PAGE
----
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Can-Am cars fastest in a straight line?


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#1 racersteven

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Posted 12 June 2009 - 23:22

I was reading about those great Can-Am cars and the Author of the book claims that they are the Quickest cars in terms of Top speed and Acceleration that ever raced. The Porsche 917/30 was timed at 240 mph at Paul Richard and Accelerated from 0 to 100 mph in less than 4 seconds. Were the Turbo era F-1 or the 2004-2005 V-10 F-1 cars quicker in a straight line ?

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#2 jsummers502

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Posted 13 June 2009 - 00:58

That may have been correct when the book was written, but it didn't sound right to me, and indeed a little bit of surfing indicated that the chicanes were introduced on the Mulsanne Straight at Le Mans specifically due to cars going quicker than 400 km/h ( 248mph), namely the Peugeots.

I am sure the TNF cognoscenti will have other examples too; presumably your author doesn't count dragsters ?

Edited by jsummers502, 13 June 2009 - 00:59.


#3 Direct Drive

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Posted 13 June 2009 - 01:52

Recently in Motor Sport the (surviving) fellows who drove the 917s claimed to have seen well over 240mph on the Mulsanne prior to the chicanes, which arrived long before Peugeot's recent efforts. The kink must have taken on a different description at those speeds.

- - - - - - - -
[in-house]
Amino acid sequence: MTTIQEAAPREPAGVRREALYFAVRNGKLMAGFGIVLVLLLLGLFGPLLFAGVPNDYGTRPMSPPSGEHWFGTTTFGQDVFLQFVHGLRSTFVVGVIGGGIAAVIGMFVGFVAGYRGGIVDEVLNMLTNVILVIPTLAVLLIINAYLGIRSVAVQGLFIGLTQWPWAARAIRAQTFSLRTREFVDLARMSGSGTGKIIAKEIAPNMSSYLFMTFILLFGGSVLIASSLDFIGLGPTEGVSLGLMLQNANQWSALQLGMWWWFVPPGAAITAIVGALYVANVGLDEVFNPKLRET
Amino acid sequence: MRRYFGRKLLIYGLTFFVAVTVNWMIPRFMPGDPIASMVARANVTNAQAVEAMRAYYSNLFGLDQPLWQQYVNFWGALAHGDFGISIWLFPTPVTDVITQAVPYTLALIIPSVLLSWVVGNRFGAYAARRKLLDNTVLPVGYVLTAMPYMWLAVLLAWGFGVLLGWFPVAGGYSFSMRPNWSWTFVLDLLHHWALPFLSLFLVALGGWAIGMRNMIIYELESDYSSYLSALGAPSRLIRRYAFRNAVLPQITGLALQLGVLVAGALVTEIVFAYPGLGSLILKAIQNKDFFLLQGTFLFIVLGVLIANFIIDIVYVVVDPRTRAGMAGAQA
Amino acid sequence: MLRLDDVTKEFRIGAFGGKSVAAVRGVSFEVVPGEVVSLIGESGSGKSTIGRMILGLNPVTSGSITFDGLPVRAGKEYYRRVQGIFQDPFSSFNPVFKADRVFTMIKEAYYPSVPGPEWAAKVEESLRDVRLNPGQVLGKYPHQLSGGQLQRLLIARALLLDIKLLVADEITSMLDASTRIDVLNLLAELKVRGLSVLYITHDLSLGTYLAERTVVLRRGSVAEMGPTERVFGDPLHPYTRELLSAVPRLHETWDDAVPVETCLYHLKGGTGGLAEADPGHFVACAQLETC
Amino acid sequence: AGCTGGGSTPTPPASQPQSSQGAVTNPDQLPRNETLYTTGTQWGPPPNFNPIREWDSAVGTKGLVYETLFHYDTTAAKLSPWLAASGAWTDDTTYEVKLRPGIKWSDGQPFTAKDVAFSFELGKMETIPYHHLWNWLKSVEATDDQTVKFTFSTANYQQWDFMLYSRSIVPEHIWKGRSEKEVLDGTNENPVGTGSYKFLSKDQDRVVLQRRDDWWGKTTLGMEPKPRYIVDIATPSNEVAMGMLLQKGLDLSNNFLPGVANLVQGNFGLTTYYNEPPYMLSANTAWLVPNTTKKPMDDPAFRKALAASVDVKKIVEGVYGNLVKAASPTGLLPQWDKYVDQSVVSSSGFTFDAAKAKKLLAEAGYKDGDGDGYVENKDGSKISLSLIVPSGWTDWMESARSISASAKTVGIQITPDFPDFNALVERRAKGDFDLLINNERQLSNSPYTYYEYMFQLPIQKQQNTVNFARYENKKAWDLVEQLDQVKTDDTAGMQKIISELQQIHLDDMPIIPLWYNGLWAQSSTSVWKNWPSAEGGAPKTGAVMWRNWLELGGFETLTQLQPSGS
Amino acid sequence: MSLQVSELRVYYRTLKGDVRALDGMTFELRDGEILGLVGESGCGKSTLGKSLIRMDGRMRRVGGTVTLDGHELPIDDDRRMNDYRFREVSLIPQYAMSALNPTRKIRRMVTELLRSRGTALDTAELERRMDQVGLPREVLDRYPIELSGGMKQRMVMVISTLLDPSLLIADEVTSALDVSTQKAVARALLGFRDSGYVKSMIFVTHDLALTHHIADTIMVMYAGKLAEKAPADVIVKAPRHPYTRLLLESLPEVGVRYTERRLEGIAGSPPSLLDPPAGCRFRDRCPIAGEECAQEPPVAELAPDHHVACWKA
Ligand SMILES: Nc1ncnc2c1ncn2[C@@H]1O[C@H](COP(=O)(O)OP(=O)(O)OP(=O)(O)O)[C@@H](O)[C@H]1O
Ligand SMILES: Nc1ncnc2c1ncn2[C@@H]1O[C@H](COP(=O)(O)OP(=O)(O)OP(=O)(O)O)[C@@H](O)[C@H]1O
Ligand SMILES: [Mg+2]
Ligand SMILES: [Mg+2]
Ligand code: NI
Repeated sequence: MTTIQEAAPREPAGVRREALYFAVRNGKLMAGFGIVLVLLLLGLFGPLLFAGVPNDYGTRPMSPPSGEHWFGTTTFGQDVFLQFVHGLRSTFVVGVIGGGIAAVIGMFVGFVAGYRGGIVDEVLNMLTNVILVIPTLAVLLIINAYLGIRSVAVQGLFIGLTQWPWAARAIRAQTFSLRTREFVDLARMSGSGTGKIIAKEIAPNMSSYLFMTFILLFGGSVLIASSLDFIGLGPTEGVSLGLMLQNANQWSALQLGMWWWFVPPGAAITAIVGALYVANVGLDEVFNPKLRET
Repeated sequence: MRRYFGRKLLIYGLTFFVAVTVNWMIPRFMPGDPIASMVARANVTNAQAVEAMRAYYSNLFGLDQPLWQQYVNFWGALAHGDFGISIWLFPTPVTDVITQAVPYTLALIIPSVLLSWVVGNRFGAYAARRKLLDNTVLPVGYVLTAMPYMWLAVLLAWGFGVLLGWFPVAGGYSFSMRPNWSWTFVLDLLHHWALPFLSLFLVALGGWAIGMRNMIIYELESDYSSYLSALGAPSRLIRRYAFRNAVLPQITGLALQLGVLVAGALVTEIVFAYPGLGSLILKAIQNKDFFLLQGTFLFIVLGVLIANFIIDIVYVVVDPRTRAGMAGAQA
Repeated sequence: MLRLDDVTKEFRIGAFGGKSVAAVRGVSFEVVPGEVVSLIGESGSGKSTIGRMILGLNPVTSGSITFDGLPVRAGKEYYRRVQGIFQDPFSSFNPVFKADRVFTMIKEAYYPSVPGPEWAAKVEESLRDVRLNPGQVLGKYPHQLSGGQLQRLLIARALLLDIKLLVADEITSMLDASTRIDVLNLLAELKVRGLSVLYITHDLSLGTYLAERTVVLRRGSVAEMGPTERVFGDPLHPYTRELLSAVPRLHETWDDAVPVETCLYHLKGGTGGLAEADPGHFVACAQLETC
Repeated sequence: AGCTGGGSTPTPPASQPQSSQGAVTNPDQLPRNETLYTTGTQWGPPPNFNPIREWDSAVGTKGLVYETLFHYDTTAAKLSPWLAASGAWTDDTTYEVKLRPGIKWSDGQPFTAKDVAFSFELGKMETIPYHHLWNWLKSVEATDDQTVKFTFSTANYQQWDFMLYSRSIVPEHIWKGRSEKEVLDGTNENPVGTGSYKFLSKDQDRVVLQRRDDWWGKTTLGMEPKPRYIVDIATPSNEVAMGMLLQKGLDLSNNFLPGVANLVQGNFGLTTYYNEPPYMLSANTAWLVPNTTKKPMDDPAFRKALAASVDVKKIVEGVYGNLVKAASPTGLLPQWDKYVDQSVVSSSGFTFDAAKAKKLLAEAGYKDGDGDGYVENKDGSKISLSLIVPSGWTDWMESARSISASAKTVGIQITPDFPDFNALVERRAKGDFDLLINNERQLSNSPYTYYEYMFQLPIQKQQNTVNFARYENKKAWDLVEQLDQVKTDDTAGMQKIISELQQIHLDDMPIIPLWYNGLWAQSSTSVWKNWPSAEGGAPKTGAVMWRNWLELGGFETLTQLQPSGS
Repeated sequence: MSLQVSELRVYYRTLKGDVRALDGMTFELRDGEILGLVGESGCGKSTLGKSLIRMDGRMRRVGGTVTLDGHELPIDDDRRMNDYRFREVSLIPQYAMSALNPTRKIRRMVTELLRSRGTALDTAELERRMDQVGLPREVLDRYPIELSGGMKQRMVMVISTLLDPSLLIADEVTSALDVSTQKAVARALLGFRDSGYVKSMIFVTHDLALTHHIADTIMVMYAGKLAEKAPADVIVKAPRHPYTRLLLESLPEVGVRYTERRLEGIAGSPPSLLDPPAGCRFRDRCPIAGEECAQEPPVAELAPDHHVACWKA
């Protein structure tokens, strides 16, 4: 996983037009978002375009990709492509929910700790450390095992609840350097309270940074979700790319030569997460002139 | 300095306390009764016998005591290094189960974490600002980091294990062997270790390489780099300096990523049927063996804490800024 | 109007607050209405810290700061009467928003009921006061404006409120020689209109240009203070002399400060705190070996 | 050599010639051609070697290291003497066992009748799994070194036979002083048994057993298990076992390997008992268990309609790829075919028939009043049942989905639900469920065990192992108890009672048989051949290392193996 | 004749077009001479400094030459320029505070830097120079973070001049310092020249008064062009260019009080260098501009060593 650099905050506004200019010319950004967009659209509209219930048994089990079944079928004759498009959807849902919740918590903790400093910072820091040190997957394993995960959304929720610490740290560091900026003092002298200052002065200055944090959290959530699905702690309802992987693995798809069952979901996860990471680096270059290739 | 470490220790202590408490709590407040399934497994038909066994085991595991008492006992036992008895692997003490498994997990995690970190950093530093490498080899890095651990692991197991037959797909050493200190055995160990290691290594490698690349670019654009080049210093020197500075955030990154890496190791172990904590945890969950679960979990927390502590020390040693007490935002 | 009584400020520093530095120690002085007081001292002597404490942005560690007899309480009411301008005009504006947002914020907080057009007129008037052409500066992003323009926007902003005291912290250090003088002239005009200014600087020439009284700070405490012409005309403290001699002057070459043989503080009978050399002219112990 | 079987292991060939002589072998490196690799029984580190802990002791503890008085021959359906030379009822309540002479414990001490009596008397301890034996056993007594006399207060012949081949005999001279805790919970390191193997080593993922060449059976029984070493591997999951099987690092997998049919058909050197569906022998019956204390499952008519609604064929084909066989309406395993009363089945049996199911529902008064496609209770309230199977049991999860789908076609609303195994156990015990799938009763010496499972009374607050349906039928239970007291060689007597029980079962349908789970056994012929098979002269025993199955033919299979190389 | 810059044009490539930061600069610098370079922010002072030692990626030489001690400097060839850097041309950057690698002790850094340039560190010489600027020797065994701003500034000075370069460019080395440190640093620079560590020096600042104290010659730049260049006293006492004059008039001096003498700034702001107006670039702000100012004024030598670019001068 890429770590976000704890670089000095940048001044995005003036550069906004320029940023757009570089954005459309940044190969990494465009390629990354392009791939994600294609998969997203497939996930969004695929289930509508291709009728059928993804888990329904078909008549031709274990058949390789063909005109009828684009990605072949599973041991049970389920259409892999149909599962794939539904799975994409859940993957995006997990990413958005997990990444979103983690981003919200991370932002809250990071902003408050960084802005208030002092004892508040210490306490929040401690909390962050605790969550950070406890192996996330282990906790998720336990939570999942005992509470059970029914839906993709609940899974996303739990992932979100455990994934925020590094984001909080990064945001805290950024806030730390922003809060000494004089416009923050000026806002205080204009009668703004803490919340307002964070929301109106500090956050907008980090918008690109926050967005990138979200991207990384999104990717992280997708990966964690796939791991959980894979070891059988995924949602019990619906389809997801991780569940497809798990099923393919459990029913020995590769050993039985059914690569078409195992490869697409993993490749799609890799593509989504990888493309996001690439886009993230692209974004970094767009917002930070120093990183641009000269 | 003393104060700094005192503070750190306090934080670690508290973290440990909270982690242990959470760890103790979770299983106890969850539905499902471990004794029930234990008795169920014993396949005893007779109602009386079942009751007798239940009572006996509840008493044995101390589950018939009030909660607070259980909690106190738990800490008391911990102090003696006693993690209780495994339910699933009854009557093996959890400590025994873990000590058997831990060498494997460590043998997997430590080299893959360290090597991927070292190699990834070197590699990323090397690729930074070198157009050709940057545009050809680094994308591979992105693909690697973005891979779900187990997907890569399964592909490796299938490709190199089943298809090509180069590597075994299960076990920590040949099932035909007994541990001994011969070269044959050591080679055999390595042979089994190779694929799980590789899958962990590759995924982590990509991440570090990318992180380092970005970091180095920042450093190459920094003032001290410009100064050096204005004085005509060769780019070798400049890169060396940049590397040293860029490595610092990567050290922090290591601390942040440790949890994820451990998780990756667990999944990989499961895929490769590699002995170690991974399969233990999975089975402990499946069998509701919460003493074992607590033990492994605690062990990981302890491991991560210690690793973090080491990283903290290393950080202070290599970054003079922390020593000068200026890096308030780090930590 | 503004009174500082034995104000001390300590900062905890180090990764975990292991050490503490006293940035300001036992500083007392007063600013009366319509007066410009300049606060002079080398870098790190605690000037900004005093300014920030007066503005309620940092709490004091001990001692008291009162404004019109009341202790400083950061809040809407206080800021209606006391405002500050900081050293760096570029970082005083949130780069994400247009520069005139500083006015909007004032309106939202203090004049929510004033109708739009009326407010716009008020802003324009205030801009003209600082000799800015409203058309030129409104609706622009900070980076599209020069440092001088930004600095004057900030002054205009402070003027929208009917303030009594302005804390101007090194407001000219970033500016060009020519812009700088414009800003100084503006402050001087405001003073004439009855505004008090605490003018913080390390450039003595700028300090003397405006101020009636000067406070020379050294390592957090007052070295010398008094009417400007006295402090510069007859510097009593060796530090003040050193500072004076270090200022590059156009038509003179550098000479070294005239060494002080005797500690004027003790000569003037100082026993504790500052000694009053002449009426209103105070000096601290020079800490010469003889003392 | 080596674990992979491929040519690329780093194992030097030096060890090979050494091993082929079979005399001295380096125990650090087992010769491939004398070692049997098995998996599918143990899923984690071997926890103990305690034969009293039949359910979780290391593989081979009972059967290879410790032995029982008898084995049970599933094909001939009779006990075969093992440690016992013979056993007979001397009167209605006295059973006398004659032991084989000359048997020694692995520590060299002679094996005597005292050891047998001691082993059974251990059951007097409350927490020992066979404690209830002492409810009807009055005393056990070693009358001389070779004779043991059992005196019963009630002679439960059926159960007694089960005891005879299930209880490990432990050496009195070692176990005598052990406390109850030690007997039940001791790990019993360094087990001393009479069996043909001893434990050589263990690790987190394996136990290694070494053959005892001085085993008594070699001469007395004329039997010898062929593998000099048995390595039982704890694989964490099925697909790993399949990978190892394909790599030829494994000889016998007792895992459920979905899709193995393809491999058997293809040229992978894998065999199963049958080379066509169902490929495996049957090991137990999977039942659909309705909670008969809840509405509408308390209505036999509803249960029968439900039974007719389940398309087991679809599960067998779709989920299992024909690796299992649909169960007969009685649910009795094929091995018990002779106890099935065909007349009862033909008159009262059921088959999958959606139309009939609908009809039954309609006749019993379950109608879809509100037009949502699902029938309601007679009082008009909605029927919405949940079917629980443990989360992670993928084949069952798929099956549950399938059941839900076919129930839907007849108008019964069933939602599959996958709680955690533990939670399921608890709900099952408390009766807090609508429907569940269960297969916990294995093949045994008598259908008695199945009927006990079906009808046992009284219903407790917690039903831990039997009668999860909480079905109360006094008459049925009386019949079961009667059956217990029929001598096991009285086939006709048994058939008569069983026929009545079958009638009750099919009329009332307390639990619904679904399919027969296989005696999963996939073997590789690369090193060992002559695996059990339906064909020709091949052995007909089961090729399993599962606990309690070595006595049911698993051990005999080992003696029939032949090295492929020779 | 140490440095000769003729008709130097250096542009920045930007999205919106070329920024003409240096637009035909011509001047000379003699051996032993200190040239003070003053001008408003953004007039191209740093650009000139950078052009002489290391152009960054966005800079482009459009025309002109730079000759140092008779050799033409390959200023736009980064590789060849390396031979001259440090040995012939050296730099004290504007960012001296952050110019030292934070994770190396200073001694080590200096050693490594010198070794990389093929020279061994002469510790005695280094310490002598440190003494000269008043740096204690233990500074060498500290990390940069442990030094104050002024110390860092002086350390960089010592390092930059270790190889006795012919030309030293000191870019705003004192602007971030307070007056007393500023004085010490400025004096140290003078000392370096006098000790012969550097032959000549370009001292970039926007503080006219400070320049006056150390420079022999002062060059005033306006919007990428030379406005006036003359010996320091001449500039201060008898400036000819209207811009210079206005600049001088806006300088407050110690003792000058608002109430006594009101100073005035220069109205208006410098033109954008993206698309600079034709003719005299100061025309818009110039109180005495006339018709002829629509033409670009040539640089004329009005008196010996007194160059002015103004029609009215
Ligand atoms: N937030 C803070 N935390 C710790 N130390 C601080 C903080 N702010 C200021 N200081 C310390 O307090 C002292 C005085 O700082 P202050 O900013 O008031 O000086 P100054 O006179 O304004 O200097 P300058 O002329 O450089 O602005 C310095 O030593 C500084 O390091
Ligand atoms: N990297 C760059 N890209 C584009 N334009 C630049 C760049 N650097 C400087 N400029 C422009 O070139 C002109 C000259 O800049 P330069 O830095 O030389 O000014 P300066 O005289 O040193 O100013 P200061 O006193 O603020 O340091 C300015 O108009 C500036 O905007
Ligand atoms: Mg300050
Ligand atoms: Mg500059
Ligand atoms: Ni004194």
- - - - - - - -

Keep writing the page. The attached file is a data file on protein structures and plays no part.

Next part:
But, of course, those weren't Can-Am cars.

Edited by Direct Drive, 13 June 2009 - 01:54.


#4 buckaluck

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Posted 13 June 2009 - 03:22

The 917 that raced at Le mans was normally aspirated with maybe 500-600 HP the 917/30 was a simular motor with twin turbo's putting out close to 1200 HP and a much more stable car at speed then the 917 that raced Le Mans so the idea that the 917 did 240+ at Le Mans means the 917/30 if racing the same coarse would most likely do 260+ and that could be a low estimate.
Since these two cars were within 2-3 years of each other and they had not put in any chicanes yet I would love to have seen what the 917/30 could have done at the Le Mans coarse. The turbo era of F1 cars could have been faster to 100 and i'm sure there are some current cars that are but they most likely could not match the top speed of the 917/30. Giving it 8 miles and 1200+ HP to cut loose with is a very exciting thought that gives me goose bumps and something to dream about and i'm sure Mark would have been up for giving it a try but alas it's one of those what if things. I do know that the 917/30 held the closed coarse speed record for many years until A.J. Foyt broke the record in a Buick powered car. I was lucky enough to see the 917/30 race back in the day and have seen it race at Vintage events but even with Hans Stuck at the wheel it was not driven with at the speeds of back in the day. Vintage events are great for being able to see these wonderful machines but alas non of the current owners have the ability or the fortitude to drive them like they did back in the day. In fact the only exception was last year at the Monterey Historics Mario Andretti dorve his Championship Lotus around Laguna Seca with the same gusto as back in 1978 it was way faster than any vintage racer i've ever seen drive their car it was a real treat.


#5 taylov

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Posted 13 June 2009 - 08:48

That may have been correct when the book was written, but it didn't sound right to me, and indeed a little bit of surfing indicated that the chicanes were introduced on the Mulsanne Straight at Le Mans specifically due to cars going quicker than 400 km/h ( 248mph), namely the Peugeots.